There’s been much talk about the potential for Initial Public Offerings (IPOs) this year with names such as ride-sharing companies Uber and Lyft and rental marketplace Airbnb among the names touted in the US. In the UK, luxury car maker Aston Martin, Sky Betting & Gaming and petrol retailer MRH have all been mentioned as IPO candidates, along with Saudi Aramco– which would be the biggest IPO in history if it goes ahead.
Although there are no plans afoot to update HMRC’s tax treatment of cryptocurrencies such as Bitcoin, HMRC has moved to clarify its position on the virtual currencies, reports Calum FullerAhead of a detailed feature by Accountancy on cryptocurrencies and their tax treatment, HMRC said UK tax legislation ‘does not include any special tax rules for income, profits or gains arising from transactions involving cryptocurrencies, or for charges made in connection with cryptocurrencies’.
Accounting network Nexia International has announced global revenues of $3.62bn as part of its 2017 annual results, an increase of 13% on 2016Assistant editor, Accountancy magazine and CCH Daily inc Accountancy Live, published by Croner-i LtdThis increase in global revenue is a result of consistent growth across the network. The Asia Pacific region achieved significant growth of 62%, with China more than doubling its growth in consecutive years.
Muck Rack makes it simple to find people, tweets, or articles that mention any name, keyword, company, hashtag etc. We've compiled this guide to help you make the most of your search.
Selecting a term
Start searching tweets, articles from media outlets, articles mentioned in tweets, journalists'
names, titles and bios with some suggested searches:
Companies or Topics (e.g. iPhone, Microsoft)
Phrases (e.g. "cloud computing") — use quotes to keep the terms together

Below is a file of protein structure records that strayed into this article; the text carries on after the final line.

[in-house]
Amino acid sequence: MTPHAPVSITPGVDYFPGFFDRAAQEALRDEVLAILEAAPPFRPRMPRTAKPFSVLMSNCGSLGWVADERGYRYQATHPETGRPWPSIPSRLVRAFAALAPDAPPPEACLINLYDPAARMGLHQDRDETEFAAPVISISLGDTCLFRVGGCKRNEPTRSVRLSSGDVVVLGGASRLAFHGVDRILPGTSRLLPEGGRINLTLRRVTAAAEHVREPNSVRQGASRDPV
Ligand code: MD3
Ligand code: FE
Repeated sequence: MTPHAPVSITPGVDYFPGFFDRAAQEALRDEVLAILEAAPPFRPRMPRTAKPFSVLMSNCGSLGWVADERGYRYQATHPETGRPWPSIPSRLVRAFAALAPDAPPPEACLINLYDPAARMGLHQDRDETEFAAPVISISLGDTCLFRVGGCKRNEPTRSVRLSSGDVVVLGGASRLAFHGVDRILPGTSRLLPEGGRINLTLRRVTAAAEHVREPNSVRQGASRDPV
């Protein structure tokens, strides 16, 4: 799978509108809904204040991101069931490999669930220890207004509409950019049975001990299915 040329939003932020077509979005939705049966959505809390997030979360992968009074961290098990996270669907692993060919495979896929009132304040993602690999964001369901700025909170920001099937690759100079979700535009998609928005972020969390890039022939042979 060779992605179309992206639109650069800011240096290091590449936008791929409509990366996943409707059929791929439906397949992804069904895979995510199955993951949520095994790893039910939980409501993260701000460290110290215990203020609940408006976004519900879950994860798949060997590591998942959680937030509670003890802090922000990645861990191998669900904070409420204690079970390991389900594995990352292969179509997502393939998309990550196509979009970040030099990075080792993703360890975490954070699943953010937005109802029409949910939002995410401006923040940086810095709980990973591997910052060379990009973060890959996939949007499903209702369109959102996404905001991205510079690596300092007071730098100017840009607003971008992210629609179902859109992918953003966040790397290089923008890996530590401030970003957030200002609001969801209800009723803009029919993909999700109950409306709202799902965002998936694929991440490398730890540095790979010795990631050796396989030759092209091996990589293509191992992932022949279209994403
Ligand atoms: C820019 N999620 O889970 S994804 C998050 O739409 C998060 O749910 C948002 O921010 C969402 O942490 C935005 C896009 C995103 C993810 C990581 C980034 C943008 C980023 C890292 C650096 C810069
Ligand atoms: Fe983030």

Twitter handles (e.g. @username) — returns those who have mentioned or replied to
Names (e.g. "David Pogue")
Hashtags (e.g. #sxsw, #london2012)
Bio details (e.g. vegan, Olympics, father)
Muck Rack's Advanced Search allows for many boolean operators.
Find results that mention multiple specified terms, use AND or
+. For example, ensure each result contains both Elon Musk and Mark Zuckerberg by
searching Musk AND Zuckerberg or Musk + Zuckerberg.
Use the operators OR or , to broaden your search when you'd like either of
multiple terms to appear in results. (This is the default behavior of our search when no operators
are used). For example, results will contain either cake or cookie by searching cake OR cookie or cake,cookie
Use NOT or - to subtract results from your search. For
example, searching Disney will yield results about the Walt Disney Company as well as Walt Disney
World Resort. To exclude mentions of Disney World, search for Disney -World or Disney
When using one of these operators with a phrase, enclose it in quotation marks. For example, you can
find results about smartphones excluding Apple's iPhone 4S by searching smartphone -"iPhone
Exact case matching or punctuation
If you're searching for a brand name or keyword that relies on specific punctuation marks or capitalization, you can
find results that match your exact query by adding matchcase: before the keyword you're searching for, like matchcase:E*TRADE .
Use parentheses to separate multiple
boolean phrases. For example, to find journalists talking about having fun in Disney World or
Disneyland, search for ("disney world" OR disneyland) AND fun.
An asterisk can be used to search for any variation of a root word truncated by the asterisk. For example, searching for admin* will return results for administrator, administration, administer, administered, etc.
A near operator is an AND operator where you can control the distance between the words. You can vary the distance the near operation uses by adding a forward slash and number (between 0-99) such as strawberries NEAR/10 "whipped cream", which means the strawberries must exist within 10 words of "whipped cream".